Hop Against Homophobia and Transphobia 2013

2013 2Today, May 17th, is the International Day Against Homophobia and Transphobia, an event designed to get people to rally together in this ongoing fight.

To that end, I’m participating in the 2013 Hop Against Homophobia and Transphobia, in which almost 200 authors, publishers, reviewers, and cover designers of LGBTQ literature promote awareness of discrimination against the LGBTQ community on their blogs.

Each blog is also contributing a prize.  My prize, for one lucky person who leaves a comment on this blog, is a free copy—either digital or a signed paperback, your choice!—of my novel, By That Sin Fell the Angels, about a small New England community reeling from the suicide of a young gay teenager… who happened to be the son of a prominent fundamentalist pastor in town.

This novel is loosely based upon my own experiences as a teenager in a fundamentalist community.  I came into this community late, though already devoutly Christian.  When my parents had been married, we lived in the small town of Gorham, NH, where much of my life revolved around the church—I believe our church, if I read Google maps correctly, was the United Church of Christ—including Sunday services, Sunday school, after school Bible study, church socials, church potlucks (with more Jell-O salad than you could shake a stick at), and church-run Easter egg hunts in the park.  For a short time, one of my best friends was the pastor’s daughter.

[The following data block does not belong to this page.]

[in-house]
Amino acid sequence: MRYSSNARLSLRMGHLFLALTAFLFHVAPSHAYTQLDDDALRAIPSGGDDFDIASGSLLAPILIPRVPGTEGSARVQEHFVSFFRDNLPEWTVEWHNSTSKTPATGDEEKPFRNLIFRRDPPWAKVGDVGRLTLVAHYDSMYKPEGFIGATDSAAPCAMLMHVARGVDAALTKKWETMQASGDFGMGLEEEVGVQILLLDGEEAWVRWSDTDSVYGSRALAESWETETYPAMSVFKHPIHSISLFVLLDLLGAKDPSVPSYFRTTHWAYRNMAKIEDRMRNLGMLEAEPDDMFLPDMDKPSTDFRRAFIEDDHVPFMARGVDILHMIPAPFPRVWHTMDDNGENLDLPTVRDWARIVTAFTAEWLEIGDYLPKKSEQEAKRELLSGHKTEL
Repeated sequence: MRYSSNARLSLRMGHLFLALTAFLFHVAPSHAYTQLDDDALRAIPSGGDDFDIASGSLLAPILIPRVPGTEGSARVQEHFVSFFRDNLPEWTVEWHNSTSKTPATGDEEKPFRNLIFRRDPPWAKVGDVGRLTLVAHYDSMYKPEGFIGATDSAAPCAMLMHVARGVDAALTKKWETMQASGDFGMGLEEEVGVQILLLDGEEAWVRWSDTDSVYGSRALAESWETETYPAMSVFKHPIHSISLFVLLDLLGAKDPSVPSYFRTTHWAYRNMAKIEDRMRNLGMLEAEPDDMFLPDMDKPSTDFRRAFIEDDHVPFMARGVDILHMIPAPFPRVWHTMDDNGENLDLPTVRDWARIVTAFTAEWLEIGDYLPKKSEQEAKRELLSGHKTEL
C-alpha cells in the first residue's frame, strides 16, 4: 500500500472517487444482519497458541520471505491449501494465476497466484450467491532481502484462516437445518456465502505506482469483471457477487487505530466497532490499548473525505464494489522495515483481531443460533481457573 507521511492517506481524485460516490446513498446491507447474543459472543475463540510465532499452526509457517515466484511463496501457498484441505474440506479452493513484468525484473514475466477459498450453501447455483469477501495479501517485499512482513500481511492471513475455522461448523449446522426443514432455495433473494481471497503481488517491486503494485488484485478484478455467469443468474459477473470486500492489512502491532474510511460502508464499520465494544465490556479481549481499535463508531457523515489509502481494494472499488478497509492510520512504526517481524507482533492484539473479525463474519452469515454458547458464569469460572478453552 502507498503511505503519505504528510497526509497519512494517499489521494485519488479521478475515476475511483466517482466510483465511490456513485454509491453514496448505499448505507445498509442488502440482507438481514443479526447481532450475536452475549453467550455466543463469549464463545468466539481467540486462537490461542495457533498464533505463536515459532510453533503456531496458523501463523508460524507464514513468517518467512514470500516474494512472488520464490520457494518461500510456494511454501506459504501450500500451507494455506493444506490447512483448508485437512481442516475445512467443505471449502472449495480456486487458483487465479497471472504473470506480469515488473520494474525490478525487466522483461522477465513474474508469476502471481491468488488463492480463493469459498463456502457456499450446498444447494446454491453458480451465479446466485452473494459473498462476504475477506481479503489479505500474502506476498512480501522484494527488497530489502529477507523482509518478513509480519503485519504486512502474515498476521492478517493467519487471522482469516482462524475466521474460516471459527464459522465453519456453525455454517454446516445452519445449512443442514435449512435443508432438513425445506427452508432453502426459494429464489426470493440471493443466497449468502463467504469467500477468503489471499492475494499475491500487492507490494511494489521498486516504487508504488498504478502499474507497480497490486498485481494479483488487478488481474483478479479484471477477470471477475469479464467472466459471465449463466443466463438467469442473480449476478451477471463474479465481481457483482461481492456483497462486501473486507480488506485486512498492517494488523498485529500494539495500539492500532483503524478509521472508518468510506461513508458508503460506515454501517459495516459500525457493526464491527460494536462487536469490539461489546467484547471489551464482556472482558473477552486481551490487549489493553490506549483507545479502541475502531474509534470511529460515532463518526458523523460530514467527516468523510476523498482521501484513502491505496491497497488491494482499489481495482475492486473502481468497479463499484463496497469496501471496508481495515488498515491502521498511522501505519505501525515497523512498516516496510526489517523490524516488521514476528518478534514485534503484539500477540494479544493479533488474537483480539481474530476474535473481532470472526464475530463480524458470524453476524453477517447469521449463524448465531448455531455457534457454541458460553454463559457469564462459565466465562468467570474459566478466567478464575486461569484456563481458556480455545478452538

According to Wikipedia, that church is a fairly socially liberal Protestant church these days (not to be confused with other similarly named churches), which might explain why I managed to grow up very liberal.  But this was the seventies, and the community was still pretty conservative about some things.  When my mother divorced my father, she wasn’t treated particularly well and ended up withdrawing from the church, as a result.  But I held onto my faith, reading the Bible on my own.  Not all the time, mind you, but now and then—especially during the holidays.